2017 - CIRTA


3- Donor Selection and Technical Aspects of Intestine Transplantation

27.12 - Preservation of the Stomach, Pancreas and Spleen during Liver and Small or Isolated Bowel Transplantation for Portal and Mesenteric Vein Thrombosis

Presenter: Neil, Russell, Cambridge, United Kingdom
Authors: Andrew Butler, Neil Russell, Irum Amin, Lisa Sharkey


Preservation of the Stomach, Pancreas and Spleen during Liver and Small or Isolated Bowel Transplantation for Portal and Mesenteric Vein Thrombosis

Andrew Butler1, Neil Russell1, Irum Amin1, Lisa Sharkey1.

1Cambridge Intestinal Failure and Transplant, Addenbrookes, Cambridge, United Kingdom

Introduction: Widespread mesenteric and portal vein thrombosis is an increasing indication for multivisceral transplantation. Full multivisceral transplantation with splenectomy and gastric replacement is associated with a number of complications including increased risk of aspiration, pneumonia, sepsis and GVHD.
In addition patients with non cirrhotic portal hypertension with structurally normal liver but complications associated with portomesenteric thrombosis may be candidates for small bowel transplantation without the need for liver replacement.

Methods: We describe a modified procedure that allows use of either a liver and small bowel transplant or isolated bowel transplant for these patients that negates the need for splenectomy and gastric transplantation and may allow preservation of the native liver (in the context of non cirrhotic portal hypertension).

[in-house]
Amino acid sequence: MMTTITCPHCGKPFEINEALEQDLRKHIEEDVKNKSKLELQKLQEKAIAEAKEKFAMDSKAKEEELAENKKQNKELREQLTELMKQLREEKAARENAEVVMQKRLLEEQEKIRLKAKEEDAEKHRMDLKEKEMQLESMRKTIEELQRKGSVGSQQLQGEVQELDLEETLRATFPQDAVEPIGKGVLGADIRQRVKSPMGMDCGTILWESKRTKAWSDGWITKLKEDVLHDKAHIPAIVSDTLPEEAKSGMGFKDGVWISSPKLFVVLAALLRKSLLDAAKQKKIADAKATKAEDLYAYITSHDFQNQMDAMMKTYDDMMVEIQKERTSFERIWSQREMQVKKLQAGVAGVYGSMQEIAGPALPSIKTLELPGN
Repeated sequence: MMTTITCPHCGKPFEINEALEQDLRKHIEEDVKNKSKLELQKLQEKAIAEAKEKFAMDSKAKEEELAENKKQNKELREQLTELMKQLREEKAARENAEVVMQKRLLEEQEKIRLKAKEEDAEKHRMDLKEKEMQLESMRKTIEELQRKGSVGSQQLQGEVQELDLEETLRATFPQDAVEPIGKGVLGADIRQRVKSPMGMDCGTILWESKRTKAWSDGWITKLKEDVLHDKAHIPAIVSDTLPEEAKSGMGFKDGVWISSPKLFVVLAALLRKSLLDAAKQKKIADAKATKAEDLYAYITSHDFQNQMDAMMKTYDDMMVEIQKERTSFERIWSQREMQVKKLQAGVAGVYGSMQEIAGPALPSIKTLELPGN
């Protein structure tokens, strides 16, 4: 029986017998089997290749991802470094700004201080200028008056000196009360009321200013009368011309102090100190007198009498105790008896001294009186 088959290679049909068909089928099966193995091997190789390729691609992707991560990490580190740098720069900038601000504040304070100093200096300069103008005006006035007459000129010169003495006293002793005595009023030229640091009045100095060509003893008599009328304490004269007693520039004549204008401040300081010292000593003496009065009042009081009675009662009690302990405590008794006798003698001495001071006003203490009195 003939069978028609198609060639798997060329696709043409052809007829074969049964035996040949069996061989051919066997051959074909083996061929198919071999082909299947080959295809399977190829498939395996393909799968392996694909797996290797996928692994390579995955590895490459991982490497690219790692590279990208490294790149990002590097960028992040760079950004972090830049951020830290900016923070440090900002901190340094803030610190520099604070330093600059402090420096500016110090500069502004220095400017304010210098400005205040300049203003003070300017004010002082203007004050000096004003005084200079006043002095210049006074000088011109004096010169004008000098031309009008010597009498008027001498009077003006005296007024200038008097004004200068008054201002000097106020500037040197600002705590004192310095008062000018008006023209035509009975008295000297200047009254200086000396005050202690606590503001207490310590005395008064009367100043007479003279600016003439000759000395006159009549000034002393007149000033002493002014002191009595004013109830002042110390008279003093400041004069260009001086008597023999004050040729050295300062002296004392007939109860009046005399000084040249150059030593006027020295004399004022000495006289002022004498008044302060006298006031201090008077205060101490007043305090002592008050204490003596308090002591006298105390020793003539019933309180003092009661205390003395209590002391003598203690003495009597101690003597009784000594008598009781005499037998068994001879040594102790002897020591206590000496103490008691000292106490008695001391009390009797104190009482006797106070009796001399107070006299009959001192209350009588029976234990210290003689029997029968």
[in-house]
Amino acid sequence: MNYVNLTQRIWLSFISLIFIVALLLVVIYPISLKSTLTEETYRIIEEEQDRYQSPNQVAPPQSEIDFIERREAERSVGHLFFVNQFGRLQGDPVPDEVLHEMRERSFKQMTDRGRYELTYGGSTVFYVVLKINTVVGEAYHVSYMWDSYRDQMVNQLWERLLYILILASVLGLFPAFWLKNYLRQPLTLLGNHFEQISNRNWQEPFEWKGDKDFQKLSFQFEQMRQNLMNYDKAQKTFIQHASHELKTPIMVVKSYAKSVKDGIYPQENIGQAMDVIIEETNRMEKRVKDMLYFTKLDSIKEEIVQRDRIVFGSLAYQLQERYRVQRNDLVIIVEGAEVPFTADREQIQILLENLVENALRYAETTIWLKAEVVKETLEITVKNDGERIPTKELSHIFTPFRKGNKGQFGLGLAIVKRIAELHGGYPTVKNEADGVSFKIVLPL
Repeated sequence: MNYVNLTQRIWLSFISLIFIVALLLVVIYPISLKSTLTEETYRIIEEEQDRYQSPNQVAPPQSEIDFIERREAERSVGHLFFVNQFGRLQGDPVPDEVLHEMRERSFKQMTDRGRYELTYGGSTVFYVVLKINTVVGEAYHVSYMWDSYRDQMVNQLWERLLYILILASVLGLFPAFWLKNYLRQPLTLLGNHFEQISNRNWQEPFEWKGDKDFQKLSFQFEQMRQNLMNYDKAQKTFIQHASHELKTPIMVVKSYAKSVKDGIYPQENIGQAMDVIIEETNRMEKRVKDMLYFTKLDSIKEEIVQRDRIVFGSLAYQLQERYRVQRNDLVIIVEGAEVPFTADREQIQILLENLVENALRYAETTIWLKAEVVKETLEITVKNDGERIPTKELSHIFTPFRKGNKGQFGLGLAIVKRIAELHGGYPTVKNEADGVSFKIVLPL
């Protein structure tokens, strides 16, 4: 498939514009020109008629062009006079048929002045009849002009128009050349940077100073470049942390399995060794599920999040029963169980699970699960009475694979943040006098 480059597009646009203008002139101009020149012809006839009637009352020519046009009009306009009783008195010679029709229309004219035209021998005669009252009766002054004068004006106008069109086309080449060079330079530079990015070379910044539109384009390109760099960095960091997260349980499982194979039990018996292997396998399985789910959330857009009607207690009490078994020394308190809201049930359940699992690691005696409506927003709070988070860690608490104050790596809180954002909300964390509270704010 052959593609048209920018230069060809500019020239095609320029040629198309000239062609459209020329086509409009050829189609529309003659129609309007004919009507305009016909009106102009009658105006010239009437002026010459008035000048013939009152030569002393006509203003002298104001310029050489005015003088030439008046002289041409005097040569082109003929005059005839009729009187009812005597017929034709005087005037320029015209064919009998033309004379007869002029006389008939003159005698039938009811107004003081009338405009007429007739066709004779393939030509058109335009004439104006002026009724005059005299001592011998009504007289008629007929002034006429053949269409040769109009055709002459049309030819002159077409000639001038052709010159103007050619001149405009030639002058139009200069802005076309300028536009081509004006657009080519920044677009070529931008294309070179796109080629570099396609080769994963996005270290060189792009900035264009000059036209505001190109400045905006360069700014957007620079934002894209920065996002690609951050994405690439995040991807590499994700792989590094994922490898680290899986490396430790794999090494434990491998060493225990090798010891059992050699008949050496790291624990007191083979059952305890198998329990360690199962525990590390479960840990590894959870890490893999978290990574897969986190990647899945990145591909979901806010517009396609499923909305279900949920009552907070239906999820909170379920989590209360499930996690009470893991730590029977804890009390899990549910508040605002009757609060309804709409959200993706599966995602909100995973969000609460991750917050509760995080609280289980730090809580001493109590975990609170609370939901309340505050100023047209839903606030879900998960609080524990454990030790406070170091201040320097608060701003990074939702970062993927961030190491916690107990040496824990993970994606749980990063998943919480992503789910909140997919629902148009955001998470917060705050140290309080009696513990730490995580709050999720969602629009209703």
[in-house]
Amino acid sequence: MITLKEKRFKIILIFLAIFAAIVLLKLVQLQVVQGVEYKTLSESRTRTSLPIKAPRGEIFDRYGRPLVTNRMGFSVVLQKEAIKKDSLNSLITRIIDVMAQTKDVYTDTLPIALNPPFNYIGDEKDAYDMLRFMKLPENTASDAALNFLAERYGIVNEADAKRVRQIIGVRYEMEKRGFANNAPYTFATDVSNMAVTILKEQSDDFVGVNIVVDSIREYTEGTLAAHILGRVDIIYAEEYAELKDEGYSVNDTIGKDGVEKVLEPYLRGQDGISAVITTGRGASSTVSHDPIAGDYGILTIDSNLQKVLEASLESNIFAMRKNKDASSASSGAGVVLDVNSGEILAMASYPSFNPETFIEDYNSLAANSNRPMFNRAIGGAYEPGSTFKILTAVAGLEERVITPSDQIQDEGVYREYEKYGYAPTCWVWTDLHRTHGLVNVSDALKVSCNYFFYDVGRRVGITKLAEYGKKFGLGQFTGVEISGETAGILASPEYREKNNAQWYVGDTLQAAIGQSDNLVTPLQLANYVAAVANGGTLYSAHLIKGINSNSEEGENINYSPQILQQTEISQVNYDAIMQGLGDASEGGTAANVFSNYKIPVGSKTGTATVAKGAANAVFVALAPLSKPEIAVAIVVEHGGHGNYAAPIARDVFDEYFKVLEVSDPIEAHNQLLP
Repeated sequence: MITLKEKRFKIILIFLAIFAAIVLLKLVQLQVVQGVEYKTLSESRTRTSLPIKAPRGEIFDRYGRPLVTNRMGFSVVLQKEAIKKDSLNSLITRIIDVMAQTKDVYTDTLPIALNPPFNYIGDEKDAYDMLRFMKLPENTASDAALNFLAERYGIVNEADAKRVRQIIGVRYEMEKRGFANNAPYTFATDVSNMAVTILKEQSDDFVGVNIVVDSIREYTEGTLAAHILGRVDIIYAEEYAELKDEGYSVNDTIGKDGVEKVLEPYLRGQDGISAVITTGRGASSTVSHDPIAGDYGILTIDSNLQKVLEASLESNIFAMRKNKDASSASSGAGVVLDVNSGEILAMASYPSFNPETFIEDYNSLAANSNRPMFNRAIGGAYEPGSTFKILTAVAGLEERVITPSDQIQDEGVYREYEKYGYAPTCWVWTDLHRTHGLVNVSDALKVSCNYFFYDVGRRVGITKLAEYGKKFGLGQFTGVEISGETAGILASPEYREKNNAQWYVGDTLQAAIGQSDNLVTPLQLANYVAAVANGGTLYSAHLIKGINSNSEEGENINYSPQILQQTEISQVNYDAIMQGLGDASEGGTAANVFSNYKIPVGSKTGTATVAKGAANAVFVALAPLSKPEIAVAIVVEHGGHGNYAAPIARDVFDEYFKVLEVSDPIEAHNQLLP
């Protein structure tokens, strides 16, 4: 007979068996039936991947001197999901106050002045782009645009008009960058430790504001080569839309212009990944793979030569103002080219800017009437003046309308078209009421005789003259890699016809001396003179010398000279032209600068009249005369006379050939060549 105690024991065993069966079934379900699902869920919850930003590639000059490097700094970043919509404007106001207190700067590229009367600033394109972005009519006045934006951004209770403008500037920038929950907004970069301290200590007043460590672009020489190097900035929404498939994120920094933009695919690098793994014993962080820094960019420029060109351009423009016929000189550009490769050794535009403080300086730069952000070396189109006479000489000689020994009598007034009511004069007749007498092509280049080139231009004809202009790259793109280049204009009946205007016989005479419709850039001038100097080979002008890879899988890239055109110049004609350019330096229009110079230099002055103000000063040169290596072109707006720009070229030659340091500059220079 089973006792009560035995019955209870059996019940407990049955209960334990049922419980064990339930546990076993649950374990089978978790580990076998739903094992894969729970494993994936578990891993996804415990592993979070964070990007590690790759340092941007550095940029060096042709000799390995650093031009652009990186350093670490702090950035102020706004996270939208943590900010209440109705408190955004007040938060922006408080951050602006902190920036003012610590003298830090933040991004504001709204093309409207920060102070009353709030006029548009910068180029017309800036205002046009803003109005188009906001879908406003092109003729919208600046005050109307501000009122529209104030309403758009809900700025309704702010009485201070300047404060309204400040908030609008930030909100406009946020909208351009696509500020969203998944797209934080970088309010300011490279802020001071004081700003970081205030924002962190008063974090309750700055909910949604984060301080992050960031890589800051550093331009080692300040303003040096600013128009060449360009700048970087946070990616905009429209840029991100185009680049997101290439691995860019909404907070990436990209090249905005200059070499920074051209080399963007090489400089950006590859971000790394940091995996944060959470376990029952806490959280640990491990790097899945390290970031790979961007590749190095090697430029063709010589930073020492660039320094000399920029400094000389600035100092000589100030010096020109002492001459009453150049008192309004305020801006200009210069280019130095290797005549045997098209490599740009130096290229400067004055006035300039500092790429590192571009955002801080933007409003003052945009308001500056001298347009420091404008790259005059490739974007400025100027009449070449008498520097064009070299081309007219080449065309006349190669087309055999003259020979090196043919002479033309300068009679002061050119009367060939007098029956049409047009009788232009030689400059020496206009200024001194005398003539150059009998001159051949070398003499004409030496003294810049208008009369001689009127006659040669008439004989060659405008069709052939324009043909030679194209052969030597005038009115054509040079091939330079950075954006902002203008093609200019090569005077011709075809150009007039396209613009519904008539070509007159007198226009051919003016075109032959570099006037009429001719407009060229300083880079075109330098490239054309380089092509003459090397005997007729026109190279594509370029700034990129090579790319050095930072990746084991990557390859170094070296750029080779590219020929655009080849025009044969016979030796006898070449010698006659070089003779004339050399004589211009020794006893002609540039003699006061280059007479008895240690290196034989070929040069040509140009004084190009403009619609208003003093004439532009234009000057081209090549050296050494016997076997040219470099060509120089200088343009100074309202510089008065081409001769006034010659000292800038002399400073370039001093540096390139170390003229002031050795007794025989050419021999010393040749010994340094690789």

Results: In a series of 4 patients with widespread porto mesenteric thrombosis we performed a stomach, pancreas and spleen preserving enterectomy and subsequent liver and small bowel transplant.
For technical reasons there was no capacity to perform a porto caval shunt and the native stomach, pancreas and splenic venous drainage was maintained via mesenteric collaterals (the small bowel mesentery being preserved).
In 3 patients with widespread porto mesenteric thrombosis requiring small bowel transplantation an explant procedure leaving the native liver, stomach, spleen, duodenum and proximal jejunum was undertaken. One patient required transplant for complications of short gut, one for uncontrollable GI haemorrhage and one for an otherwise irresectable pancreatic lesion.
In all 7 patients there was adequate mesenteric venous drainage of the residual native gastrointestinal organs and there were no enteric anastomotic complications.
One patient (who received an isolated small bowel transplant) developed encephalopathy 6 years post transplant. One of the liver small bowel recipients died as a consequence of graft SMA occlusion, the cause of which was unclear.

Conclusions: These cases demonstrate the safety of limited enterectomy in the context of portomesenteric venous thrombosis for both isolated bowel transplant and also liver small bowel transplant. This reduces the morbidity of both the transplant procedure and also the postoperative course.


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